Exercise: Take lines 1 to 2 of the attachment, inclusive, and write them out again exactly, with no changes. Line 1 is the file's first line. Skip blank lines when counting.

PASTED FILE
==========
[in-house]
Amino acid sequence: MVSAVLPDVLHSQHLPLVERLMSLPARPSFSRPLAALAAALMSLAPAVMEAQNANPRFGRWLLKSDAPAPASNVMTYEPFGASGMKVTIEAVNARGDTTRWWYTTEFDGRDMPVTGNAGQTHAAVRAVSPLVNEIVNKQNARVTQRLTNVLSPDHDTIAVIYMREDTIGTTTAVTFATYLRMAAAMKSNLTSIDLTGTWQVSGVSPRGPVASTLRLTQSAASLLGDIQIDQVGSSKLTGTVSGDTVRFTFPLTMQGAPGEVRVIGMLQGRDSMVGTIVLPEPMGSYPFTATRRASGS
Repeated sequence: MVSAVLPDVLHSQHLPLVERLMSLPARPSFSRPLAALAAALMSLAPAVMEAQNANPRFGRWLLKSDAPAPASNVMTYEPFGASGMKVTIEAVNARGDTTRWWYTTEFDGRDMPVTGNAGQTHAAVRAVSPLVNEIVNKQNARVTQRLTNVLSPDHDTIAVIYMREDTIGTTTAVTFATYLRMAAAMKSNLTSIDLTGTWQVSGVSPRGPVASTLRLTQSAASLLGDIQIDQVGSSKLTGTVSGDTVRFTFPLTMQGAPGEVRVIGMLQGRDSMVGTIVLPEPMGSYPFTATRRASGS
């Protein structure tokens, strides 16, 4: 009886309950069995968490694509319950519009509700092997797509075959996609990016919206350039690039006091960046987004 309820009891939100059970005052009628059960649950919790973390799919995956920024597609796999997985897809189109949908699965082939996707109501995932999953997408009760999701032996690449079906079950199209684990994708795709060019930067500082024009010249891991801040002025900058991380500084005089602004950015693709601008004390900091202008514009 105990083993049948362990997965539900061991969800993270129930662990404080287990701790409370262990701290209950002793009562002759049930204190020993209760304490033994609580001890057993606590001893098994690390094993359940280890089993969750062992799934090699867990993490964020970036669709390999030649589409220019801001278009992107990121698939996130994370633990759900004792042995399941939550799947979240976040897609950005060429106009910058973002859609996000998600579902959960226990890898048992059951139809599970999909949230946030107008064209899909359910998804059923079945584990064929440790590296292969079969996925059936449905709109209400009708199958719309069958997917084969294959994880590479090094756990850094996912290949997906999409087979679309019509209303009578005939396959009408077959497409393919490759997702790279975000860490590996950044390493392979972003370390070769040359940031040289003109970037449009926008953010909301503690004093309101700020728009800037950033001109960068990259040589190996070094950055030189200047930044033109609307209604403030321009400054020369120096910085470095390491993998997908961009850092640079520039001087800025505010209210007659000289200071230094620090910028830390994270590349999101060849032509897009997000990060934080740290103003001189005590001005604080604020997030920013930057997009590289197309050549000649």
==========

[in-house]
Amino acid sequence: MVSAVLPDVLHSQHLPLVERLMSLPARPSFSRPLAALAAALMSLAPAVMEAQNANPRFGRWLLKSDAPAPASNVMTYEPFGASGMKVTIEAVNARGDTTRWWYTTEFDGRDMPVTGNAGQTHAAVRAVSPLVNEIVNKQNARVTQRLTNVLSPDHDTIAVIYMREDTIGTTTAVTFATYLRMAAAMKSNLTSIDLTGTWQVSGVSPRGPVASTLRLTQSAASLLGDIQIDQVGSSKLTGTVSGDTVRFTFPLTMQGAPGEVRVIGMLQGRDSMVGTIVLPEPMGSYPFTATRRASGS